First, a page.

What next? [Was: Re: LiveCD or No LiveCD?]

TheOldFellow theoldfellow at gmail.com
Wed Feb 27 11:37:04 PST 2008

On Wed, 27 Feb 2008 11:19:48 +0300
Petr Ovtchenkov <ptr at island.corbina.net> wrote:

> On Wednesday 27 February 2008 10:35, TheOldFellow wrote:
> > On Wed, 27 Feb 2008 09:57:56 +0300
> > Petr Ovtchenkov <ptr at island.corbina.net> wrote:
> > 
> > > On Tuesday 26 February 2008 21:37, TheOldFellow wrote:
> > > > <skip>
> > > > ...
> > > > 
> > > > For instance, if the answer to that included a package manager (for
> > > > which I would vote), then many of the difficulties of maintaining the
> > > > LiveCD go away.
> > > 
> > > Well, do you have answer for: assuming package management, what
> > > the key difference between LFS [in future] and Gentoo? This question
> > > is interesting because of target audience and goals.
> > 
> > Gentoo is run by them them, LFS is run by US.
> > 
> > This is called Competition, and is, in general, a Good Thing.  The
> > reason is that it encourages innovation, and innovation means
> > progress.
> > 
> > The alternative, called a Planned Economy, leads to bureaucrats and
> > other parasites who tell you what is best for you while stealing your
> > lunch.
> > 
> > R.
> Richard,
> I don't mean holy war, I mean LFS targets. Adding package management into LFS
> lead to so-so decisions and so-so problems. This decisions and associated
> problems (well, and benefits too) everybody can see on example of Gentoo
> as closest example, and made estimations: is it really what you want?
> [i.e., in business words, 'compare with competitors and understand
> you difference from competitors---you unique offering'].
> IMO, shifting to some 'package management' also shift LFS to econiche
> already thick with 'normal' distibutions. But in this econiche it
> may lost 'educational' and 'basic kit' features. I'm fears that addition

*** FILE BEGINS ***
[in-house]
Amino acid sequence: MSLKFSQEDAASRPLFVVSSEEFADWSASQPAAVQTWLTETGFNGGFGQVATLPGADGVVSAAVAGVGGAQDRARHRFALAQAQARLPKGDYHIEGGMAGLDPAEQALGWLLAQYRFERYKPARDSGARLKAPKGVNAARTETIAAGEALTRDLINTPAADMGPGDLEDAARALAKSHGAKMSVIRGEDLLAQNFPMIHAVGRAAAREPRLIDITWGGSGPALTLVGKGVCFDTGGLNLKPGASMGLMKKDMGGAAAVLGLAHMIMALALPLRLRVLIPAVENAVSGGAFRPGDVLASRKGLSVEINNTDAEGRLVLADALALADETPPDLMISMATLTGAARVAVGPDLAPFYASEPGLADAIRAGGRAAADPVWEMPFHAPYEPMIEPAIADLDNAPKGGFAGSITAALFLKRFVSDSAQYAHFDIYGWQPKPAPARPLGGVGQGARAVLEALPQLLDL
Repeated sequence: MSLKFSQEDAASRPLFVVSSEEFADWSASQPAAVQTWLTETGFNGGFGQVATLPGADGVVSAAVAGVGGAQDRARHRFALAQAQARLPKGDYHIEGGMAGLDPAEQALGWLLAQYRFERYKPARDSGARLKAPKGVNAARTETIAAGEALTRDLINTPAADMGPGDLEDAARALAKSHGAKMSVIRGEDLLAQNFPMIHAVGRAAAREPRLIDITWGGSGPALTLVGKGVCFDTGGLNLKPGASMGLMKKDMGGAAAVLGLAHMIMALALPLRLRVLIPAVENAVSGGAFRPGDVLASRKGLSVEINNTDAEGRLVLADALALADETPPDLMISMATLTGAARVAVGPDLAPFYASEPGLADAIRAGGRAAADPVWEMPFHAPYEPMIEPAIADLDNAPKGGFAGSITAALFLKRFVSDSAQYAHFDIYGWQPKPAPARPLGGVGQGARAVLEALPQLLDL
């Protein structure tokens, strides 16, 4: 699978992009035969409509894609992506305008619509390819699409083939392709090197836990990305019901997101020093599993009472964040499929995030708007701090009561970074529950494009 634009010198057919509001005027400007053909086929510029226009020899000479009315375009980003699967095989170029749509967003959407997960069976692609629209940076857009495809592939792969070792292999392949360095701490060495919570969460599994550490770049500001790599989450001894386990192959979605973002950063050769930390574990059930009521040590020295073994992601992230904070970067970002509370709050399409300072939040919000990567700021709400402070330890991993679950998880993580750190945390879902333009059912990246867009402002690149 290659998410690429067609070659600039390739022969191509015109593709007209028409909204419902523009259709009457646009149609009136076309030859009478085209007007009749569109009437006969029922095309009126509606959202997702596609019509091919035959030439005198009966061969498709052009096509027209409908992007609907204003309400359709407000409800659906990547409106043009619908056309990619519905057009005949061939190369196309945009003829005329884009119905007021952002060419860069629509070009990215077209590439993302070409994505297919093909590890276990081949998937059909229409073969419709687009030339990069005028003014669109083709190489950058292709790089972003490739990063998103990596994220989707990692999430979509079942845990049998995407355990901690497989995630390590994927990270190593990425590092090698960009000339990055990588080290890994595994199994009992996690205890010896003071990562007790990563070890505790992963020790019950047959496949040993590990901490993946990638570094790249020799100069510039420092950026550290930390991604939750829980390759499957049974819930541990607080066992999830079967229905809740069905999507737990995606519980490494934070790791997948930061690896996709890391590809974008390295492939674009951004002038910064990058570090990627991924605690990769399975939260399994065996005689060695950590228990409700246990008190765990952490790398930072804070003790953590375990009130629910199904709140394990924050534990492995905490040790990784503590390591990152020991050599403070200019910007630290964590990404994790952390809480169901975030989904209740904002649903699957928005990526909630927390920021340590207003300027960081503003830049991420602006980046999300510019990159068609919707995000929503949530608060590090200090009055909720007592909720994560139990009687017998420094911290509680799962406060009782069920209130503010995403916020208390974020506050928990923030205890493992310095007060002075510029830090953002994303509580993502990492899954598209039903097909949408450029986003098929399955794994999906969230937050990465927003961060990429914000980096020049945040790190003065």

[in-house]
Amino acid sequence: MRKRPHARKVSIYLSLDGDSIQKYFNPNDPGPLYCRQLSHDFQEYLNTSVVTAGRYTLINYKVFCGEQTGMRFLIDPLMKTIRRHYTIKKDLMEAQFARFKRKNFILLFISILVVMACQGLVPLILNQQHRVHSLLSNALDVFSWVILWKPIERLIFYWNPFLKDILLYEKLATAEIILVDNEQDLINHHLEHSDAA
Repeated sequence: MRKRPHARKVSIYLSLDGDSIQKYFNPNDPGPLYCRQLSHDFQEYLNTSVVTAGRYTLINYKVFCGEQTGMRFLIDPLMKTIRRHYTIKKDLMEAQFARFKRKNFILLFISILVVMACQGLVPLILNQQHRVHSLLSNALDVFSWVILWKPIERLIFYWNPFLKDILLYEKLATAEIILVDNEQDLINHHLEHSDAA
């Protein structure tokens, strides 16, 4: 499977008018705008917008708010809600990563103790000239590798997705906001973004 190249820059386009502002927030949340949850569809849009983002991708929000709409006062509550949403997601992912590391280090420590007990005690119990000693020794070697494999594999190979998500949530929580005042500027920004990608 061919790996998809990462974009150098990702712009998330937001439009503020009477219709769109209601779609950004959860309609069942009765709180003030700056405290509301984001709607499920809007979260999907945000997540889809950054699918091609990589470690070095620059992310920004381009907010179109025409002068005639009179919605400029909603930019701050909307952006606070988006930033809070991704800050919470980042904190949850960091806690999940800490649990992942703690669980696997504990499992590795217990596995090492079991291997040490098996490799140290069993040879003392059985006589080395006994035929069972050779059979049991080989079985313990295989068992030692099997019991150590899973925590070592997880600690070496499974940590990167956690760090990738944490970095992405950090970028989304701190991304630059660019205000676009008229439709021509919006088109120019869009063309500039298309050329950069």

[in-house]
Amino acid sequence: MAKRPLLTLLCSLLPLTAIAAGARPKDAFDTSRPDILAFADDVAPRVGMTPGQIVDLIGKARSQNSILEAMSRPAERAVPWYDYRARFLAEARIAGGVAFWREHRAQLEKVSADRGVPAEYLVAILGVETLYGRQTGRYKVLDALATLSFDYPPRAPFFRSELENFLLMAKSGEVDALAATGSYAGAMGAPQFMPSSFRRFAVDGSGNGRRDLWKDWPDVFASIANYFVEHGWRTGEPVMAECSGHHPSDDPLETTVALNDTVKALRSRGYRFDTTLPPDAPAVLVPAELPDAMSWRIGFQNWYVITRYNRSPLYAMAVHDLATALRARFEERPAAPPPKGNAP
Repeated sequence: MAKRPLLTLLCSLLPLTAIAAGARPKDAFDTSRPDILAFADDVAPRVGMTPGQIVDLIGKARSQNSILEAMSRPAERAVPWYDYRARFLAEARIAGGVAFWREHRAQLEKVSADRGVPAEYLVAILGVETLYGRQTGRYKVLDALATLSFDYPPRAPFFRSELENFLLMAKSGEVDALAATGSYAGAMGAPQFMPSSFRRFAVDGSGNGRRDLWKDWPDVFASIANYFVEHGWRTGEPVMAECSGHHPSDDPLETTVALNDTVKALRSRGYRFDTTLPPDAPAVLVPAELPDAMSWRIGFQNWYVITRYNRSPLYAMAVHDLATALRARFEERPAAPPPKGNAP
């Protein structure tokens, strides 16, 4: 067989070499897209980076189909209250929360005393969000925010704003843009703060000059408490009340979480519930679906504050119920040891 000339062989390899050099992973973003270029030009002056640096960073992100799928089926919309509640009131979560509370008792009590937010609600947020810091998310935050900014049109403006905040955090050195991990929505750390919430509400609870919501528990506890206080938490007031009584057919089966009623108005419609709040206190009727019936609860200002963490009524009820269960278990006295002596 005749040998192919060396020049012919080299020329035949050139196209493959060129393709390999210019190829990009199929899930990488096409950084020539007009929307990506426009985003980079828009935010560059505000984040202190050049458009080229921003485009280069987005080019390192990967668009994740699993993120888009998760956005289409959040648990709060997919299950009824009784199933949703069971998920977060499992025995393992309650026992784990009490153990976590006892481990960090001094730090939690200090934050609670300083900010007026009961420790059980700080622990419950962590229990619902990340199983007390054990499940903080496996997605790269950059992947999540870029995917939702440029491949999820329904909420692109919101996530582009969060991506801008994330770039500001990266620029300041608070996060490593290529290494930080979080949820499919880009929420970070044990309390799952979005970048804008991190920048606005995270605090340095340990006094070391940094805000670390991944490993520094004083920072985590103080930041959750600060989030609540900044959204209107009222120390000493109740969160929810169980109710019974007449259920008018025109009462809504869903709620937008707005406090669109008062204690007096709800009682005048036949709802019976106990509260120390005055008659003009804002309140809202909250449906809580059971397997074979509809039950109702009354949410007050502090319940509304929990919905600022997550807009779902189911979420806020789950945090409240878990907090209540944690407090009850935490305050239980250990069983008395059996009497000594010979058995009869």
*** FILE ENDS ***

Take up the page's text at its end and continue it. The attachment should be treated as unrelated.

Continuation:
> of package management will kill LFS.
> --
>   - ptr


No Holy War - we agree on that Brother.

I think there is a big difference between Gentoo and LFS.  Gentoo is
run as a distribution, LFS is run as a book - from which you can learn
to build something.  Ok, the end result is similar as far as the
hardware and software is concerned, but not as far as the brainware is

We are targeting, with or without an PM, on an educated Linux user who
knows how to build a system from sources - and can reason around this
space. They are targeting a fully automated Linux installation where the
user need know nothing, indeed is discouraged from looking inside at
all. There isn't anything else like LFS out there.

At the end of the day, both ways can be perverted to do whatever, but
the differentiation is clear to me. I would never say: 'book good, trust
book, as I've seen on the lists'; instead say 'Read Book, Book explains,
now you fix problem' (and we fix book if the explanation isn't good

What adding a well researched and well documented PM does to the book
is enhancement of that understanding to include management of the
resulting system, and possibly automation of certain dreary and
repetitive parts of the build.  I don't see why it's the death-knell.


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